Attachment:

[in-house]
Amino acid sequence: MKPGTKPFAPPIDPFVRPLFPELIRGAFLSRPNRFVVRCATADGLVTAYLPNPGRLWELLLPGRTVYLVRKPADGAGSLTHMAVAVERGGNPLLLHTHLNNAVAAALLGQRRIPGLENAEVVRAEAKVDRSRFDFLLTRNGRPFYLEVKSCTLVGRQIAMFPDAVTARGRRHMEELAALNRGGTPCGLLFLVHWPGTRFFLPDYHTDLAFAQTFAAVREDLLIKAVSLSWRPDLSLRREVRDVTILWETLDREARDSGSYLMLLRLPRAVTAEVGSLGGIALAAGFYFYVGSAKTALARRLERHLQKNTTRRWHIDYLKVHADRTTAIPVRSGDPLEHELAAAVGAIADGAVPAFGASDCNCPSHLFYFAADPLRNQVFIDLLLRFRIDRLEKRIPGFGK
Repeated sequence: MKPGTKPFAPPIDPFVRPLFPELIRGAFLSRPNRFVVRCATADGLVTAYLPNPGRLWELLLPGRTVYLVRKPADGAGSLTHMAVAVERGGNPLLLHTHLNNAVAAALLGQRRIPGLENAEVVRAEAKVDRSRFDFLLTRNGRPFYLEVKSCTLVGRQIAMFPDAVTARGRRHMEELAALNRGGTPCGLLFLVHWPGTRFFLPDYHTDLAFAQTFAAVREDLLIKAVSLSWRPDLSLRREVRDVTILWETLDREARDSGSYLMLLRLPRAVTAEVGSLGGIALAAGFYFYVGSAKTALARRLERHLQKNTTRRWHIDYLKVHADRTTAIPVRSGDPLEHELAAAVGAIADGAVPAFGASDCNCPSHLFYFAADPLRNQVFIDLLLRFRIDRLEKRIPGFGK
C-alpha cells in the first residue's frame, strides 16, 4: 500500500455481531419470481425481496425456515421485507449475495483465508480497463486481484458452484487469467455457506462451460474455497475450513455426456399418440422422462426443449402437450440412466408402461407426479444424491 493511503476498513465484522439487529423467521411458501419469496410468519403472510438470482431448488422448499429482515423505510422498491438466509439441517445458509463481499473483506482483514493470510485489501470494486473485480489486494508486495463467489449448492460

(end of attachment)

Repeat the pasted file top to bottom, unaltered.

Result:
[in-house]
Amino acid sequence: MKPGTKPFAPPIDPFVRPLFPELIRGAFLSRPNRFVVRCATADGLVTAYLPNPGRLWELLLPGRTVYLVRKPADGAGSLTHMAVAVERGGNPLLLHTHLNNAVAAALLGQRRIPGLENAEVVRAEAKVDRSRFDFLLTRNGRPFYLEVKSCTLVGRQIAMFPDAVTARGRRHMEELAALNRGGTPCGLLFLVHWPGTRFFLPDYHTDLAFAQTFAAVREDLLIKAVSLSWRPDLSLRREVRDVTILWETLDREARDSGSYLMLLRLPRAVTAEVGSLGGIALAAGFYFYVGSAKTALARRLERHLQKNTTRRWHIDYLKVHADRTTAIPVRSGDPLEHELAAAVGAIADGAVPAFGASDCNCPSHLFYFAADPLRNQVFIDLLLRFRIDRLEKRIPGFGK
Repeated sequence: MKPGTKPFAPPIDPFVRPLFPELIRGAFLSRPNRFVVRCATADGLVTAYLPNPGRLWELLLPGRTVYLVRKPADGAGSLTHMAVAVERGGNPLLLHTHLNNAVAAALLGQRRIPGLENAEVVRAEAKVDRSRFDFLLTRNGRPFYLEVKSCTLVGRQIAMFPDAVTARGRRHMEELAALNRGGTPCGLLFLVHWPGTRFFLPDYHTDLAFAQTFAAVREDLLIKAVSLSWRPDLSLRREVRDVTILWETLDREARDSGSYLMLLRLPRAVTAEVGSLGGIALAAGFYFYVGSAKTALARRLERHLQKNTTRRWHIDYLKVHADRTTAIPVRSGDPLEHELAAAVGAIADGAVPAFGASDCNCPSHLFYFAADPLRNQVFIDLLLRFRIDRLEKRIPGFGK
C-alpha cells in the first residue's frame, strides 16, 4: 500500500455481531419470481425481496425456515421485507449475495483465508480497463486481484458452484487469467455457506462451460474455497475450513455426456399418440422422462426443449402437450440412466408402461407426479444424491 493511503476498513465484522439487529423467521411458501419469496410468519403472510438470482431448488422448499429482515423505510422498491438466509439441517445458509463481499473483506482483514493470510485489501470494486473485480489486494508486495463467489449448492460